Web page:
The new year is bringing more changes to the region’s auto manufacturing plants.
General Motors’ Lockport plant is completing investments that began last year. GM’s Town of Tonawanda plant is about to launch another new engine line. And Ford Motor Co. is starting to capitalize on an investment announced in 2011.
While the plants’ production levels ultimately depend on customer demand for vehicles, the automakers seem generally upbeat about their prospects this year.
The GM Components Holdings Plant in Lockport, formerly a Delphi operation, will complete $44 million worth of investments that started in 2011, said Pat Curtis, the plant manager.
“We’re looking at a solid business plan for 2013,” he said. Parts for trucks remain a big part of the business for the Lockport complex.
The Lockport site remains a significant source of jobs for the region, with about 1,600 hourly and salaried employees. And the plant’s economic impact adds up to wages of $85.8 million, payroll taxes of $16.7 million and property taxes of $915,000, according to GM.
The Lockport site makes products including radiators, condensers, heater cores, evaporators and HVAC modules. It supports a range of Chevy, GMC, Buick and Cadillac products.
GM’s Tonawanda plant has been on an upswing since two new engine lines with a combined investment of $825 million were announced in 2010. The first of the two lines, involving the four-cylinder Ecotec 2-liter and 2.5-liter engines, went into production last year, supporting the Chevrolet Malibu and Cadillac ATS. The ATS’ engine made WardsAuto.com’s 2013 list of the top 10 engines for North America.
The new engine line is set to launch in the first quarter. GM will make V8 and V6 engines, playing the lead role in engines supplied for new versions of the Chevrolet Silverado and GMC Sierra trucks. The V8 is also being used in the next-generation C7 Corvette.
All of this new activity pleases Steve Finch, the plant manager. “I couldn’t be happier. This is what we had hoped and prayed for in all the lean years.”
Workers implementing the new engine line will be able to apply lessons learned from the launch of the Ecotec last year, since the two lines use similar equipment.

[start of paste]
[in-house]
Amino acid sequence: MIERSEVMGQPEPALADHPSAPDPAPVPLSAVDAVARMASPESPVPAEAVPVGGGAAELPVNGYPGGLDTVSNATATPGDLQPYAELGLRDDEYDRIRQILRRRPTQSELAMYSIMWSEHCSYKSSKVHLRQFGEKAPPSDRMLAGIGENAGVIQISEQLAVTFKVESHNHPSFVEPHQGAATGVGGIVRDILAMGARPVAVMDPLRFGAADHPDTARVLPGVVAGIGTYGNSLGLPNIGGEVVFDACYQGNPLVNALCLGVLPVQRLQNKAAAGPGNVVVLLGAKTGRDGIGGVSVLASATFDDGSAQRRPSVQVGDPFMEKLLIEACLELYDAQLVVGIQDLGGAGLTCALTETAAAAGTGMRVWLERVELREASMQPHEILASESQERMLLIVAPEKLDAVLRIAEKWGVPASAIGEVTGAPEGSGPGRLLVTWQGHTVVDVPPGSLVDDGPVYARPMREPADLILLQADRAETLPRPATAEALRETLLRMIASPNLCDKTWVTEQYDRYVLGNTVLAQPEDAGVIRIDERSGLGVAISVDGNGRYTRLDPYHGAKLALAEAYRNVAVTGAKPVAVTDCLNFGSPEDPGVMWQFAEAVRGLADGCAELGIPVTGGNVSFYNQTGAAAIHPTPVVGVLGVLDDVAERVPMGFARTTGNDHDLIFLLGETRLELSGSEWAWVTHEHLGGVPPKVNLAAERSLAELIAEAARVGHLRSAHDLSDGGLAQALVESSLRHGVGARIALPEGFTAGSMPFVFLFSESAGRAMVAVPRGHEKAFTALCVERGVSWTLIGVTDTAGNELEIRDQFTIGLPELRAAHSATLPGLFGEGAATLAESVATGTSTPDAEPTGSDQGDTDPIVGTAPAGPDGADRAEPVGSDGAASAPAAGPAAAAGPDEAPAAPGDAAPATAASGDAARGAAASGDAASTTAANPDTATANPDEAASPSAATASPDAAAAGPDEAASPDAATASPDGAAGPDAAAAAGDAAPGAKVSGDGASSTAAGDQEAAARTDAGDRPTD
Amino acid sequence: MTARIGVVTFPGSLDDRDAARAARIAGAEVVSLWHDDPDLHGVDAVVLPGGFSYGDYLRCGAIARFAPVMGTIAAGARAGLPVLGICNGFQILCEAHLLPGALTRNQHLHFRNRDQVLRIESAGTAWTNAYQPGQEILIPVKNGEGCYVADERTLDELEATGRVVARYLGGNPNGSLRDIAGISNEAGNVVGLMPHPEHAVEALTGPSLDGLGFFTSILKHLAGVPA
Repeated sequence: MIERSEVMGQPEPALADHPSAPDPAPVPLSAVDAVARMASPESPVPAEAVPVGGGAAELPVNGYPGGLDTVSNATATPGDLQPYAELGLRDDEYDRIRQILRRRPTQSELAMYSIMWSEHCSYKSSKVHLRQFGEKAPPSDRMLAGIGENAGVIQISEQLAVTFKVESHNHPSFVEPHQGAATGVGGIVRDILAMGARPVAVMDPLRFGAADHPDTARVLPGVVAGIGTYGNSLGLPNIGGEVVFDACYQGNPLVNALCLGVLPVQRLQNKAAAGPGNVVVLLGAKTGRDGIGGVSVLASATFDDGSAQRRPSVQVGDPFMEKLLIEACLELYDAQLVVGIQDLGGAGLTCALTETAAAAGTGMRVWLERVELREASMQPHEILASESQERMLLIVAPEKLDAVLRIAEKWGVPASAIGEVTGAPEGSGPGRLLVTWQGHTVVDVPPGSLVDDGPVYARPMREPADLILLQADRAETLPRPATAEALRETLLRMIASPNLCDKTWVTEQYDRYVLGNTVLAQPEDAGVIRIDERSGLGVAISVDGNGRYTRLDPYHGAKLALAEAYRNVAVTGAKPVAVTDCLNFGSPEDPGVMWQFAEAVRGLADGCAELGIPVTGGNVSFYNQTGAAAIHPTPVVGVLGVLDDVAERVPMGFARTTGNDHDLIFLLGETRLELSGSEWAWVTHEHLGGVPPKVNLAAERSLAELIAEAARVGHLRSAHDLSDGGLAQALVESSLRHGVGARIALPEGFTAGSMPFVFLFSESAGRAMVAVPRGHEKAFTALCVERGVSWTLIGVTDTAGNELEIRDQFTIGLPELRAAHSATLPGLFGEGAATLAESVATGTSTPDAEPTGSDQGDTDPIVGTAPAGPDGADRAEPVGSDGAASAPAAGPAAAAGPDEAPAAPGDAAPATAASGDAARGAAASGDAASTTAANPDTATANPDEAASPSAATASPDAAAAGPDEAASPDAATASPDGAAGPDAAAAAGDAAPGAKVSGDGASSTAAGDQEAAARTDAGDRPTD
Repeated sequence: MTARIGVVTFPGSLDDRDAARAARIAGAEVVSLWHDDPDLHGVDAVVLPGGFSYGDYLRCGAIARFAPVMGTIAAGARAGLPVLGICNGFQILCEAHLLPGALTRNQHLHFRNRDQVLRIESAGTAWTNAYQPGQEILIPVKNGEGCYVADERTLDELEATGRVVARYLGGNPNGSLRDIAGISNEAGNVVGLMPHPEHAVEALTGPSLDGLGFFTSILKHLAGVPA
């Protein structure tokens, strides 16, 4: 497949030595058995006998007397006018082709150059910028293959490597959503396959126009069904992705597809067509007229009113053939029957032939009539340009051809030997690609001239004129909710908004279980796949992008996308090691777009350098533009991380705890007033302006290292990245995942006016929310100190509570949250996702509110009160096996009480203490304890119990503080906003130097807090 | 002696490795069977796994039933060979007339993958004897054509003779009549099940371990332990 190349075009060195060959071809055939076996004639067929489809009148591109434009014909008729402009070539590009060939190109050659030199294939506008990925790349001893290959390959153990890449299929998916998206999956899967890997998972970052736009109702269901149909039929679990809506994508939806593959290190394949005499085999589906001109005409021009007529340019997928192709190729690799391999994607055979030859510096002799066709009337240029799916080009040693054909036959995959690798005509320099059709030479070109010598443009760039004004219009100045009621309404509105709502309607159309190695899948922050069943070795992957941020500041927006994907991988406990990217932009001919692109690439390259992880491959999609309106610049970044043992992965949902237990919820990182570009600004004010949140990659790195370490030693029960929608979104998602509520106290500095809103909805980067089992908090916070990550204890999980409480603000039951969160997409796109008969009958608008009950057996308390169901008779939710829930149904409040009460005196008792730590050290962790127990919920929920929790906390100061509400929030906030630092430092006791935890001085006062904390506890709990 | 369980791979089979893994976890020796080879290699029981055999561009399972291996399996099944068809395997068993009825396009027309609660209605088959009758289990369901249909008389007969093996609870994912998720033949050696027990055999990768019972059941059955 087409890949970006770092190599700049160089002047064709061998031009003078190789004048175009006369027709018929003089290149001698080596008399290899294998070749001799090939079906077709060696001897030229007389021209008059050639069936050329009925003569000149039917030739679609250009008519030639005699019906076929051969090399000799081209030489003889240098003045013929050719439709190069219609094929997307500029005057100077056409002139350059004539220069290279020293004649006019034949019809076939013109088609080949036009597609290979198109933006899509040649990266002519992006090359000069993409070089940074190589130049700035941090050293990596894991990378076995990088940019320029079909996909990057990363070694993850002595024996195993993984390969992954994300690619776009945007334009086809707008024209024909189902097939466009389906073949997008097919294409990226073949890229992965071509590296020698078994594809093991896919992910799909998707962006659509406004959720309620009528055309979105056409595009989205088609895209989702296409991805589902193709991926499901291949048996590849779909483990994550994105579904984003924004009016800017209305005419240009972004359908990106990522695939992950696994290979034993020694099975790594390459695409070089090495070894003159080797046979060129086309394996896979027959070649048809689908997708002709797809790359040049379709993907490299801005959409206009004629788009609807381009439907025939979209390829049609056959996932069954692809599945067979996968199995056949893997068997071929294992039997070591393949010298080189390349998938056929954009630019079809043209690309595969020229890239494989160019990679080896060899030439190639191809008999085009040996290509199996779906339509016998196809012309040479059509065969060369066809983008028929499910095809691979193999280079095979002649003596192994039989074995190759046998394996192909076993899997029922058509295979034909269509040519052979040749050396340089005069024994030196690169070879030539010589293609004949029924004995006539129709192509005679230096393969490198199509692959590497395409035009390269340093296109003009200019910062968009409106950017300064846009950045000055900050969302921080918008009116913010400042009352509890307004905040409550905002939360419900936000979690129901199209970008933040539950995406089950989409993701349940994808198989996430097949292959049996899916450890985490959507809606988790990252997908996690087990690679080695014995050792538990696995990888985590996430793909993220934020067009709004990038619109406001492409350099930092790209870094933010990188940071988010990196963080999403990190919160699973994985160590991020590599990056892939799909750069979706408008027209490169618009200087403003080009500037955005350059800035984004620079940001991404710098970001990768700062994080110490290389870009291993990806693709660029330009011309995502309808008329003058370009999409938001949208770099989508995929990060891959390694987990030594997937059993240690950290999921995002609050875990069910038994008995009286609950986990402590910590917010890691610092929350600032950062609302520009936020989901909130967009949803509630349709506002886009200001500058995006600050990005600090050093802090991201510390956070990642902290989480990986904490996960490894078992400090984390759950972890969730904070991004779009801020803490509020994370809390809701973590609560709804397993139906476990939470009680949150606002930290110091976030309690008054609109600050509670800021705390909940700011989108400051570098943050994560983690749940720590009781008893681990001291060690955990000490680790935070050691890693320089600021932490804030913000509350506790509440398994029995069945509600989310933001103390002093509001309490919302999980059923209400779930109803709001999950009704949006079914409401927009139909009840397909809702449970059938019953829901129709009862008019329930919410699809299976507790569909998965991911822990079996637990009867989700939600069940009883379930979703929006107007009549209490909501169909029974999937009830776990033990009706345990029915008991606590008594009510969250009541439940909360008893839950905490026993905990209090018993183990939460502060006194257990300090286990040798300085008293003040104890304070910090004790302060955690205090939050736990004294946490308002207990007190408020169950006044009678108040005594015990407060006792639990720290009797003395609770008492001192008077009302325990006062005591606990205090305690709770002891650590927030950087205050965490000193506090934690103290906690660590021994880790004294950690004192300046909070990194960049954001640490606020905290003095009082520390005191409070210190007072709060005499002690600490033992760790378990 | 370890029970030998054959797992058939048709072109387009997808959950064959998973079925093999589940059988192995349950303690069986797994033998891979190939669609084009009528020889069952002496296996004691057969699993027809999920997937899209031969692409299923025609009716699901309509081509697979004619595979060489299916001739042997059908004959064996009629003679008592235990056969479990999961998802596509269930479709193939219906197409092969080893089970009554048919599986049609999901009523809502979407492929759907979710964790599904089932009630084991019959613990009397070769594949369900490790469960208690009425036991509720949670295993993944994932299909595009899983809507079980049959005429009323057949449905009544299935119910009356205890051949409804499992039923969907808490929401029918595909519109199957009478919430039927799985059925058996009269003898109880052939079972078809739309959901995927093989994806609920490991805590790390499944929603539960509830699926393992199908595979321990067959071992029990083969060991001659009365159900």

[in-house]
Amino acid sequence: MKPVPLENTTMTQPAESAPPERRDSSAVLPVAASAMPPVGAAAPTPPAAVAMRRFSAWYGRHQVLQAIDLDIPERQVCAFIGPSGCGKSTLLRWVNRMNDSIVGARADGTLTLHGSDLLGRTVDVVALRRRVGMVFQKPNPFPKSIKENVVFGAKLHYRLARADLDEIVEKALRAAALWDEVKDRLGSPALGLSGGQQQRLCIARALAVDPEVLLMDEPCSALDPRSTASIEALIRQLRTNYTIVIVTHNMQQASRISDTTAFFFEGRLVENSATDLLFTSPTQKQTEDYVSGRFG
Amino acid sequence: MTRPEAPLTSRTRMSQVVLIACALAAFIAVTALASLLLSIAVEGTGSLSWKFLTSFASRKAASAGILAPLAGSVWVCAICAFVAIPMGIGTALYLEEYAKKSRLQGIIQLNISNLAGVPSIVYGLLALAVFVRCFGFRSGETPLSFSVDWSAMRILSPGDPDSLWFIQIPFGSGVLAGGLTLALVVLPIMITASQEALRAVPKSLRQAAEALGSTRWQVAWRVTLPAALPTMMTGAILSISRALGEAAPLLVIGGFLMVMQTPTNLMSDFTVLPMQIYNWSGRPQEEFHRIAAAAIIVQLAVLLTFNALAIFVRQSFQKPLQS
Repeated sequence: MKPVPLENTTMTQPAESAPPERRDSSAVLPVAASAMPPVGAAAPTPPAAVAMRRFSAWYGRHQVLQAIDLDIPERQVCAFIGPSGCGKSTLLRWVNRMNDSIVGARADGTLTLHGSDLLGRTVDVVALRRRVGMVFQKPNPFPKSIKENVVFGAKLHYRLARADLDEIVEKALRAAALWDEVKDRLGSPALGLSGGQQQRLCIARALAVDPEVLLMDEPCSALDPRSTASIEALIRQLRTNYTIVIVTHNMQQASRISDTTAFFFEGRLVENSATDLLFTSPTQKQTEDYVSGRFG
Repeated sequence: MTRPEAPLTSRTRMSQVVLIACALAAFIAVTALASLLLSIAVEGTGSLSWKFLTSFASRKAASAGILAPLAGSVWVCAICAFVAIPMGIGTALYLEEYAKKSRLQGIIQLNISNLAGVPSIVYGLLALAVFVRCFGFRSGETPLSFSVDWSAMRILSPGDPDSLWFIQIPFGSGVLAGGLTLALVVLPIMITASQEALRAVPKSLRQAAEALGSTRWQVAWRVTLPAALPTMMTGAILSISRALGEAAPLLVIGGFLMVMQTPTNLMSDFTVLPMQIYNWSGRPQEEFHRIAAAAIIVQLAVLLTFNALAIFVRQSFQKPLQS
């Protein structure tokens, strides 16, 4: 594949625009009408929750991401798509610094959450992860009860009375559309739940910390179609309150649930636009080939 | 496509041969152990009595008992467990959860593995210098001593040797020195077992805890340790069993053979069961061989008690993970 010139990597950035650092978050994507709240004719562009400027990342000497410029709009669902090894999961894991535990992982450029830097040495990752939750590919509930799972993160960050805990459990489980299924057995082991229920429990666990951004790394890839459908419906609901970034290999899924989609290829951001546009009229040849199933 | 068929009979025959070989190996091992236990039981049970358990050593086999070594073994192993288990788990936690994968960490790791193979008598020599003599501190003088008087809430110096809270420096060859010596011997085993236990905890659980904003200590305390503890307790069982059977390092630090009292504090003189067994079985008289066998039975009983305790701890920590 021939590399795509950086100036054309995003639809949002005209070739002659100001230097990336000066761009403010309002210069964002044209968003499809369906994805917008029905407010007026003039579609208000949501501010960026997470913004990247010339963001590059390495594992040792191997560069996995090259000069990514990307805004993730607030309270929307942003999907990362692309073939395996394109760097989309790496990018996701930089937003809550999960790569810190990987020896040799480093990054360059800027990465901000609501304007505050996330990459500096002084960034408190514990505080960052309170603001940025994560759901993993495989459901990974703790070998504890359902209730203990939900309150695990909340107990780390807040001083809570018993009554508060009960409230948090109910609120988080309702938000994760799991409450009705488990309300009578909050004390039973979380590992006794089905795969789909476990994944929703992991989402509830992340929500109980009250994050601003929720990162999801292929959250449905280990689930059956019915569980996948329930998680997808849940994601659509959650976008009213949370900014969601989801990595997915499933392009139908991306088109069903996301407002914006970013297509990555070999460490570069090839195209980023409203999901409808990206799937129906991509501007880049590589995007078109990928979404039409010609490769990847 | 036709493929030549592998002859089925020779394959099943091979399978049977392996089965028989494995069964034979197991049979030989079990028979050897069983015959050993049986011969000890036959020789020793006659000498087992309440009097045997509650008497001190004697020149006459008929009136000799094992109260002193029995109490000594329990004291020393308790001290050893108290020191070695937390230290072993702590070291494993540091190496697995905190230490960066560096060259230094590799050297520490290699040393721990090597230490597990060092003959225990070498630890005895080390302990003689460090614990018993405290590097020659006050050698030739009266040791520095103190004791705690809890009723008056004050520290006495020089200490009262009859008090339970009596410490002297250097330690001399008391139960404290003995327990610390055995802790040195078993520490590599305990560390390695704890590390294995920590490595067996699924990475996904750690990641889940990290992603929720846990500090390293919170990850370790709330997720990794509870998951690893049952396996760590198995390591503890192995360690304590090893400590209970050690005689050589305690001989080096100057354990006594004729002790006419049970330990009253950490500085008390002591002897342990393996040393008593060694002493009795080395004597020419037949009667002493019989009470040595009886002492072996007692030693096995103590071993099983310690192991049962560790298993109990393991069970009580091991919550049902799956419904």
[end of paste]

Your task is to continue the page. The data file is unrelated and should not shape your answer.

The new engine lines are also bolstering employment at the Tonawanda complex. The site currently employs about 1,115 hourly and salaried workers, but the total is expected to reach about 1,600 by next year, as the new engine lines go into full production. The additional employees will be a combination of workers coming from other GM facilities, including in Lockport, and new hires, Finch said.
The Tonawanda plant will mark a milestone in 2013: its 75th year of production. An open house is planned for August.
Last year was a transition year for GM Tonawanda, with one new engine ramping up and some older lines being phased out. As a result, total engine production was about 272,000 units, compared to 342,190 in 2011, according to GM statistics.
In 2011, GM Tonawanda’s economic impact consisted of wages of $75 million, payroll taxes of $16.1 million, and property taxes of $950,000, according to the automaker.
Looking ahead to this year, Finch said: “Right now, everything I see and hear about in the industry is, the volume and the outcome and the focus for us looks pretty strong.”
The GM plants in Tonawanda and Lockport have proved themselves survivors, no small feat as the automaker has reshaped its operations and cut facilities. And the pressures have not abated: Last year, GM announced it would close a hydrogen fuel-cell research operation in Honeoye Falls, near Rochester, and move the work to Michigan, taking away 220 jobs.
Ford’s plant on Route 5 in Hamburg, which produces stamped body parts for a host of Ford family vehicles, is starting to take advantage of previously announced upgrades. Ford in 2011 agreed to commit $136 million to the facility as part of a new contract between the automaker and the United Auto Workers.
The Hamburg plant stamps parts for vehicles such as the Ford Edge and Flex and Lincoln MKX and MKT, which are assembled in Oakville, Ont.
Todd Nissen, a Ford spokesman, said the automaker has started doing some work at the Hamburg plant in preparation for adding new equipment, but he could not specify when the new equipment would be implemented.
The plant is also in line for more workers. Rep. Brian Higgins, D-Buffalo, has previously estimated that as new equipment is installed and work ramps up, the plant would add about 400 workers. The timetable for those new jobs is unclear.
In the Town of Tonawanda, the Goodyear Dunlop North American Tires’ plant plays a supporting role in the auto industry, producing tires for commercial trucks, passenger cars and motorcycles. The complex employs about 1,300 people and has just named a new plant manager, John Romero.
A handful of jobs from the Tonawanda plant are being moved to Goodyear’s headquarters in Ohio. Meanwhile, a contract with the United Steelworkers of America covering hourly workers at the Tonawanda site is set to expire this summer.
Cummins Inc.’s engine plant near Jamestown remains another prominent player in the region’s auto manufacturing industry, with about 1,600 employees.
Jon Mills, a spokesman for Indiana-based Cummins, said the plant is coping with continued uncertain economic conditions. As has been the plant’s habit, it first cuts back on the temporary workers it uses to augment the workforce when demand slows.
No new financial investments at the plant are planned for this year, although the facility is launching a version of an existing engine that will be compliant with 2013 Environmental Protection Agency standards, Mills said.
Mills said the Jamestown plant “continues to be an important part of Cummins,” but said the company has had to adjust to the market. “Obviously Cummins has had to take steps over the past several years to become more diversified. We’re prepared for long-term success.”